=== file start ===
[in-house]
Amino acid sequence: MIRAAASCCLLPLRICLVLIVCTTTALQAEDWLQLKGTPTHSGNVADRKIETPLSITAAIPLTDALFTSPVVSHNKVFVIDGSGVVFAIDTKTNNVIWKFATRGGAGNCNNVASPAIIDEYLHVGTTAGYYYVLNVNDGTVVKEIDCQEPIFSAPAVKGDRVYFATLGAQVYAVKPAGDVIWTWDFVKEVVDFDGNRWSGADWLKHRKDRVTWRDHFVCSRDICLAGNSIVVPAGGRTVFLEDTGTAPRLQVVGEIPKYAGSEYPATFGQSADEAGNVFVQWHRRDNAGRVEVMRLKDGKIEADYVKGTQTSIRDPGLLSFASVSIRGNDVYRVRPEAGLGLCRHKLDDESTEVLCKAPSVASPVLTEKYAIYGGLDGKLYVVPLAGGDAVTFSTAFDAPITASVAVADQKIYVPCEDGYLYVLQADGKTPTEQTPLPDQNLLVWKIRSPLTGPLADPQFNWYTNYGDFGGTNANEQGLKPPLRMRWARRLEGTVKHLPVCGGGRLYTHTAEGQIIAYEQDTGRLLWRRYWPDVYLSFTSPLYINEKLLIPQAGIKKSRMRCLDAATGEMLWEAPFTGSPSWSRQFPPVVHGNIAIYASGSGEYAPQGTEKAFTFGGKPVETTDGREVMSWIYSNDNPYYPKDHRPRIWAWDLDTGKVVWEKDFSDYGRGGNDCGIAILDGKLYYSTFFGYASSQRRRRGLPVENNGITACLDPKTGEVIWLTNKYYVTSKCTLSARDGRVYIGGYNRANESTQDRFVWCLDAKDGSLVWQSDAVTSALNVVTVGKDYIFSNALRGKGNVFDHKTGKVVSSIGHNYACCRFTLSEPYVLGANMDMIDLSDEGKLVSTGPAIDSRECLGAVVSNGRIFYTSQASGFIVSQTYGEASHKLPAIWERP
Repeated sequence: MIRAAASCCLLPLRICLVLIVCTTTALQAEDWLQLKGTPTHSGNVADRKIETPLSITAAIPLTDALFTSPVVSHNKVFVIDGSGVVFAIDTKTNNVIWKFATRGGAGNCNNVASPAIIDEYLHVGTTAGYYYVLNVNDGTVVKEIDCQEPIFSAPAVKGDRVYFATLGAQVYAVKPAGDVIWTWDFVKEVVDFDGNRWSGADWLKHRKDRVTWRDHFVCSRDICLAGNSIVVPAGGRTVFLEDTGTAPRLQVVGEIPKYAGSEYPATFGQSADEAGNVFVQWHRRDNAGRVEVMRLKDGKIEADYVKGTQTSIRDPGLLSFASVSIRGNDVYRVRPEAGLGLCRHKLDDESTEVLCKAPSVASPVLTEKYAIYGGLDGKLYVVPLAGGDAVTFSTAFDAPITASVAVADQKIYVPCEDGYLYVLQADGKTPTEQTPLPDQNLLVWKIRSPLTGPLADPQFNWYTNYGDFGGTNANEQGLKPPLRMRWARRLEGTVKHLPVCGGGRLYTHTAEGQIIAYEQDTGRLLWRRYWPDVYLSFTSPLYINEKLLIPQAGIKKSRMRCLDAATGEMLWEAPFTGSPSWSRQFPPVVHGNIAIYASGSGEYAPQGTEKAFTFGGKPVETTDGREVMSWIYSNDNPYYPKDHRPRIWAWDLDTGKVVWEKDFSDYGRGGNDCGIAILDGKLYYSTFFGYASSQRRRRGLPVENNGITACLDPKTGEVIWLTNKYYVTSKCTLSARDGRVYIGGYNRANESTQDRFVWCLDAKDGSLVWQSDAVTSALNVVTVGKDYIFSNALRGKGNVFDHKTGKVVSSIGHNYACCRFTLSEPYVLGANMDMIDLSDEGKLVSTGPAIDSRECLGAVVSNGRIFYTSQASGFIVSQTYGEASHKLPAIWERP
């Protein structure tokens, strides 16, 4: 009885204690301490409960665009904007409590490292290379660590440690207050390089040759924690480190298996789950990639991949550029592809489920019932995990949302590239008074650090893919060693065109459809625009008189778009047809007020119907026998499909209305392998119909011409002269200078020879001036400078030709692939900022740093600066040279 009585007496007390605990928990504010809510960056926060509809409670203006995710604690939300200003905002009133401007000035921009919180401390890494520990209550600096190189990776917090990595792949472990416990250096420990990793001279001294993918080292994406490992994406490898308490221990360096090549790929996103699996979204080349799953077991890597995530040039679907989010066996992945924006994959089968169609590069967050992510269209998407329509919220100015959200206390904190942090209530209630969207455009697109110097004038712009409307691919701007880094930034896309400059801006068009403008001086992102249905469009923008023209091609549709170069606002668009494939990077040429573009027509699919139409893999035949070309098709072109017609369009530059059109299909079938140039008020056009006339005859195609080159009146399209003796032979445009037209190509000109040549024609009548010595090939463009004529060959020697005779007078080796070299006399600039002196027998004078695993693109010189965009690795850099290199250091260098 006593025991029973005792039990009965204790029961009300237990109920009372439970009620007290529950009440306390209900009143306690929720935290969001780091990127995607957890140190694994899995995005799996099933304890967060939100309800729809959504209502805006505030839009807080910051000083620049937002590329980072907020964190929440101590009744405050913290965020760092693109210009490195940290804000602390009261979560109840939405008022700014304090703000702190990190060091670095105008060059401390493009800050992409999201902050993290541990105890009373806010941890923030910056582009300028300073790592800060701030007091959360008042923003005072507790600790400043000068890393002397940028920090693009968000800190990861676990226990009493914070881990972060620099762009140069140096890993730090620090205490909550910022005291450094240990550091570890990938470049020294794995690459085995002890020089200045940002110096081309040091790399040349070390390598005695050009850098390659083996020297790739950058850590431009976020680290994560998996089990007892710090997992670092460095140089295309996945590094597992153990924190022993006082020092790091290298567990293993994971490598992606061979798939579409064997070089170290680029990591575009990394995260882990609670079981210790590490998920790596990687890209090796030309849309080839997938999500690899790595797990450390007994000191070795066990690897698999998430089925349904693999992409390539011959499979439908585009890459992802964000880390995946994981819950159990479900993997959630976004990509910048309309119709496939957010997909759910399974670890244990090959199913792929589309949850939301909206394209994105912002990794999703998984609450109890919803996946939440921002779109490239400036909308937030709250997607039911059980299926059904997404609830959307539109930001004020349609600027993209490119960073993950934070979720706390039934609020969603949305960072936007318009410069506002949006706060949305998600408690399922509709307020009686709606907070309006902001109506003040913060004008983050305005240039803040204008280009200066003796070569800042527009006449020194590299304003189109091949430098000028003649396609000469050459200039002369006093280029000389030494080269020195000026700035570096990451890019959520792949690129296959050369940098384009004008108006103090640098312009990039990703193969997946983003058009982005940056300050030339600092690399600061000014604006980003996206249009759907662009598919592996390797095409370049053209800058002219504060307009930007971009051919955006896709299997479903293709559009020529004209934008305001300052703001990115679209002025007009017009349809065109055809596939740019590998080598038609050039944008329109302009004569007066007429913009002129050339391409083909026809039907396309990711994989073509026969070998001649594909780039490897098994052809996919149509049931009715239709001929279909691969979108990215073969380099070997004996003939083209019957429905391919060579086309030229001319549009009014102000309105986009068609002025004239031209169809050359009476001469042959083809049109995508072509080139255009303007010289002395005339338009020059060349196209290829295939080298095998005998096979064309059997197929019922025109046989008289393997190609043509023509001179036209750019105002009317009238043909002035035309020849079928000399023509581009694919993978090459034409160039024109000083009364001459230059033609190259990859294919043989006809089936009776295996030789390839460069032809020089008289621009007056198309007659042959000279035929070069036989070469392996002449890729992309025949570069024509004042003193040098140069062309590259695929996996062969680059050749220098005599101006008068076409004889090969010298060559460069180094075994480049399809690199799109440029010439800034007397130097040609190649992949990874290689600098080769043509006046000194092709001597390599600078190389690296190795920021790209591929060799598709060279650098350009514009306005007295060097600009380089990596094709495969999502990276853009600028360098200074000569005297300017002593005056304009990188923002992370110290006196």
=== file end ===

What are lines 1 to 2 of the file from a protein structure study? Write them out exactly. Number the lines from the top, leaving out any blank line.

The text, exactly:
[in-house]
Amino acid sequence: MIRAAASCCLLPLRICLVLIVCTTTALQAEDWLQLKGTPTHSGNVADRKIETPLSITAAIPLTDALFTSPVVSHNKVFVIDGSGVVFAIDTKTNNVIWKFATRGGAGNCNNVASPAIIDEYLHVGTTAGYYYVLNVNDGTVVKEIDCQEPIFSAPAVKGDRVYFATLGAQVYAVKPAGDVIWTWDFVKEVVDFDGNRWSGADWLKHRKDRVTWRDHFVCSRDICLAGNSIVVPAGGRTVFLEDTGTAPRLQVVGEIPKYAGSEYPATFGQSADEAGNVFVQWHRRDNAGRVEVMRLKDGKIEADYVKGTQTSIRDPGLLSFASVSIRGNDVYRVRPEAGLGLCRHKLDDESTEVLCKAPSVASPVLTEKYAIYGGLDGKLYVVPLAGGDAVTFSTAFDAPITASVAVADQKIYVPCEDGYLYVLQADGKTPTEQTPLPDQNLLVWKIRSPLTGPLADPQFNWYTNYGDFGGTNANEQGLKPPLRMRWARRLEGTVKHLPVCGGGRLYTHTAEGQIIAYEQDTGRLLWRRYWPDVYLSFTSPLYINEKLLIPQAGIKKSRMRCLDAATGEMLWEAPFTGSPSWSRQFPPVVHGNIAIYASGSGEYAPQGTEKAFTFGGKPVETTDGREVMSWIYSNDNPYYPKDHRPRIWAWDLDTGKVVWEKDFSDYGRGGNDCGIAILDGKLYYSTFFGYASSQRRRRGLPVENNGITACLDPKTGEVIWLTNKYYVTSKCTLSARDGRVYIGGYNRANESTQDRFVWCLDAKDGSLVWQSDAVTSALNVVTVGKDYIFSNALRGKGNVFDHKTGKVVSSIGHNYACCRFTLSEPYVLGANMDMIDLSDEGKLVSTGPAIDSRECLGAVVSNGRIFYTSQASGFIVSQTYGEASHKLPAIWERP